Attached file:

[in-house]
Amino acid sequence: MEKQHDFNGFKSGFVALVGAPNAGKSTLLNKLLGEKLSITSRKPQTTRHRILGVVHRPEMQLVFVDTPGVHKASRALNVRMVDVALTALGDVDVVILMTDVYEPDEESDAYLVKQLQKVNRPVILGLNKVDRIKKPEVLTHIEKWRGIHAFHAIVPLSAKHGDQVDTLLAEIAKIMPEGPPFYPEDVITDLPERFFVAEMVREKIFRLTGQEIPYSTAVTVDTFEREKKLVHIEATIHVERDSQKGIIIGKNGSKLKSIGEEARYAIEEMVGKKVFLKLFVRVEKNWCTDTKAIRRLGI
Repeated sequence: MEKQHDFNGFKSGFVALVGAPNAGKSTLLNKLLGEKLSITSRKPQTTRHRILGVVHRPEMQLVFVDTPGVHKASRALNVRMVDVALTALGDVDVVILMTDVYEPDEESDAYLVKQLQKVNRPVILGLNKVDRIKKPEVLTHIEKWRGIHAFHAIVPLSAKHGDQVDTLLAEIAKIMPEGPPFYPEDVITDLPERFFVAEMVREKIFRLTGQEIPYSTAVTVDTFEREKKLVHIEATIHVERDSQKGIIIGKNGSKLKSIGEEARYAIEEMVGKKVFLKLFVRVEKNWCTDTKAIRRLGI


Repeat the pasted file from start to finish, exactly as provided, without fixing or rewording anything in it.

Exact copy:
[in-house]
Amino acid sequence: MEKQHDFNGFKSGFVALVGAPNAGKSTLLNKLLGEKLSITSRKPQTTRHRILGVVHRPEMQLVFVDTPGVHKASRALNVRMVDVALTALGDVDVVILMTDVYEPDEESDAYLVKQLQKVNRPVILGLNKVDRIKKPEVLTHIEKWRGIHAFHAIVPLSAKHGDQVDTLLAEIAKIMPEGPPFYPEDVITDLPERFFVAEMVREKIFRLTGQEIPYSTAVTVDTFEREKKLVHIEATIHVERDSQKGIIIGKNGSKLKSIGEEARYAIEEMVGKKVFLKLFVRVEKNWCTDTKAIRRLGI
Repeated sequence: MEKQHDFNGFKSGFVALVGAPNAGKSTLLNKLLGEKLSITSRKPQTTRHRILGVVHRPEMQLVFVDTPGVHKASRALNVRMVDVALTALGDVDVVILMTDVYEPDEESDAYLVKQLQKVNRPVILGLNKVDRIKKPEVLTHIEKWRGIHAFHAIVPLSAKHGDQVDTLLAEIAKIMPEGPPFYPEDVITDLPERFFVAEMVREKIFRLTGQEIPYSTAVTVDTFEREKKLVHIEATIHVERDSQKGIIIGKNGSKLKSIGEEARYAIEEMVGKKVFLKLFVRVEKNWCTDTKAIRRLGI